East Frisian Islands - Part 1

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Click here for Hugh Horton's essay of this voyage.

- There's a high over the North Sea: said Stefan the morning after the sailing canoe regatta. The edge is over the East Frisian Islands, an easterly wind and stable weather conditions.

The words slowly seeped into my consciousness, displacing the fog of gin and beer left over from the notorious regatta party. Hadn't there been some mischief going on last night with the Swiss flag and a girl in a Heidi costume and wellies, or had I just dreamt it? I looked up: the Swiss flag was hanging at the top of the Hanseat Canoe Club flagpole, flapping in the wind. Easterly wind.

Vor Spiekeroog I knew the area from "The Riddle of the Sands" by Erskine Childers. In the book, the two Englishmen Carruthers and Davies cruise the Wadden Sea around a hundred years ago and uncover an international spy ring. They struggle with fog, unpredictable currents, sandbars and tides - or rather, use them to their advantage. Our plan was to start in the east and let us blow westwards, one island after another.

I would never go on such a trip alone. Fortunately, Stefan knows the Wadden Sea well. And the best thing was that Stefan's perfectly equipped cabin cruiser was already on the trailer and ready to go. But life is full of surprises.
- I've already got the sailing canoe on the roof rack: Stefan said. - If it's up to me, we can set off.
Hour later we were heading for East Frisland.

Vor Spiekeroog In Neuharlingersiel, we loaded our small boats, parked the cars, put on wetsuits and paddled out of the channel. The sun came out, the fresh wind blew drops from the paddle into our faces and the swell was bearable. Outside, we set sail and travelled over the sands, the rising current pushing us eastwards alarmingly fast. I'll die of fear one day, or I'll get used to it.
- All good: said Stefan. - Let's head out. Let's take the rig away in the inlet between the islands and paddle through the surf square onto the beach.

We pulled the boats over the high water mark on the beach and left them there. The Spiekeroog campsite was directly behind the dune, in the middle of the wasteland.
- This campsite looks like a Hilleberg tent exhibition: said Stefan.
- Yes, four tents on four square kilometres: I said. - By the way, we're having Swiss fondue on the camping stove tonight.

Auf Spiekeroog As we climbed the pink and tan dune in the evening sun, the first sands began to emerge from the water to the west.

In Spiekeroog, holidaymakers dine in the evening on halibut by the light of the silver chandelier behind the historic captain's window, overlooking the rose-hip hedge and the seaweed in the wind-swept front garden. The average age of the guests was sixty-five. Spiekeroog is a fairytale island, as dozy as Sleeping Beauty.
- How about a beer after work: said Stefan.
- I think we look a bit like Davies and Carruthers. Will they let us in?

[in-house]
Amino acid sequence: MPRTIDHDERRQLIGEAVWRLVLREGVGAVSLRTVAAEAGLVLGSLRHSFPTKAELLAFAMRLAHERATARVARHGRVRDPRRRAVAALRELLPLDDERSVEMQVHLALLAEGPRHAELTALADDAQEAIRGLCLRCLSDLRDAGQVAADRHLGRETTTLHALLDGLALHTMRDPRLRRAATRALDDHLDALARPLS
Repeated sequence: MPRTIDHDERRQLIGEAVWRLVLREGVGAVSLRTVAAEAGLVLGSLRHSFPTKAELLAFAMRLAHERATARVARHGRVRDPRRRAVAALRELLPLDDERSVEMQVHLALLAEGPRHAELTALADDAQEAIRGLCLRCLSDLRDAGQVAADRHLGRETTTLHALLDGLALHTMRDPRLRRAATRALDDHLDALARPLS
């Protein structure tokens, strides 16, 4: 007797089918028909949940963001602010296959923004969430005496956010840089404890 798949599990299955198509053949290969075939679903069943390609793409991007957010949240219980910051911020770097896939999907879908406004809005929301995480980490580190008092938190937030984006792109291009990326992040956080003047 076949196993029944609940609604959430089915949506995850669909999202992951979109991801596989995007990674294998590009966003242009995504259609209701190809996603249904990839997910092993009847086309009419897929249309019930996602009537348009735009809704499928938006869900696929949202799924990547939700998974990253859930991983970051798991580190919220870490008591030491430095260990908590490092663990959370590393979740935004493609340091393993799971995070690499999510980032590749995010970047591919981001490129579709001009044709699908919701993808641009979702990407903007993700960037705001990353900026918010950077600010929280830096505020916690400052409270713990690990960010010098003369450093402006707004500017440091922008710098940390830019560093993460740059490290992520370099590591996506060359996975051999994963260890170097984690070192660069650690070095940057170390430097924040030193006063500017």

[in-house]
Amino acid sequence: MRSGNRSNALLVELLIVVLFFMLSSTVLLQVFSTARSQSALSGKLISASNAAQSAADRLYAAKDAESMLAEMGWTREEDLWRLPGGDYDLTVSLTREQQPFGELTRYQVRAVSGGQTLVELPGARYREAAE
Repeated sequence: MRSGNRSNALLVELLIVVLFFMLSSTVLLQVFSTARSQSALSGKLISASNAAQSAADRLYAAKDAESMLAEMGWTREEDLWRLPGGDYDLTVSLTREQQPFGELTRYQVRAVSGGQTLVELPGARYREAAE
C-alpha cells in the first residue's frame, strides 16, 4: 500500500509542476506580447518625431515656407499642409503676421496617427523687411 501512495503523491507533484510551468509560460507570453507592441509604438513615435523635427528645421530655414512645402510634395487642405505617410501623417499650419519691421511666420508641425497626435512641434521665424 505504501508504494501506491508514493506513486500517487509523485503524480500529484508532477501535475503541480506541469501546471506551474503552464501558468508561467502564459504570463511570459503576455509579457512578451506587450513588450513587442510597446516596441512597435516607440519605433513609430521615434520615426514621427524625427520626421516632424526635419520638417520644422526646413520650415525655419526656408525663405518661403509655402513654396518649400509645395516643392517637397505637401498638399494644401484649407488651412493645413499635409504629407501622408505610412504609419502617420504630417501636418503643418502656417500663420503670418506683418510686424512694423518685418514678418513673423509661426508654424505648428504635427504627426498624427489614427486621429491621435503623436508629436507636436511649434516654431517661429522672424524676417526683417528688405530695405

Of course they did let us in.

Spass mit dem Kocher The next morning, the stove kept going off because I had dirty fuel with me. The pretty pharmacist in the village on the car-free island didn't have enough surgical spirit, but there was lamp oil in the supermarket. With a different nozzle and proper preheating, the stove had no more problems.
- I once cooked with diesel for a while: I said. - Only when you've eaten bratwurst from a diesel stove can you say you've really lived.
- Hm: Stefan said. - I read a blog on the Internet where someone fried his folding knife for twenty minutes. The wooden handle would no longer jam the blade when it gets damp.
- Marvellous: I said. - When you travel, you come home with a lot of good ideas.

On Langeoog, we were allowed to spend the night in the empty boathouse of the sailing club. I woke up to the sound of a steady hiss. As I stepped into the gray morning, I realized that it was the wind pushing around the hall. I had a weak hour until the sun rose. I never know whether I'm ten years too early or a hundred years too late. When the sun is shining, it's very easy to see things soberly and unsentimentally. At night, it's a completely different story.

Bufflehead Segelkanu und Solway Dory Egret auf dem Steg I remembered Jan standing unexpectedly next to me after the sailing canoe race, his eyes on the Unisee in Bremen, casually leaning on his cane. What he said was quiet and didn't seem to be addressed directly to anyone:
- Traveling with small boats has a future: said Jan. - Today's generation of pensioners is the last to be wealthy. The last to be able to afford big boats. After them, there are those with fractal biographies, job interruptions and career breaks. Out of necessity alone, they have a completely different leisure and consumer behavior. Anyone who deals with small boats now will never be catched up in ten years' time.

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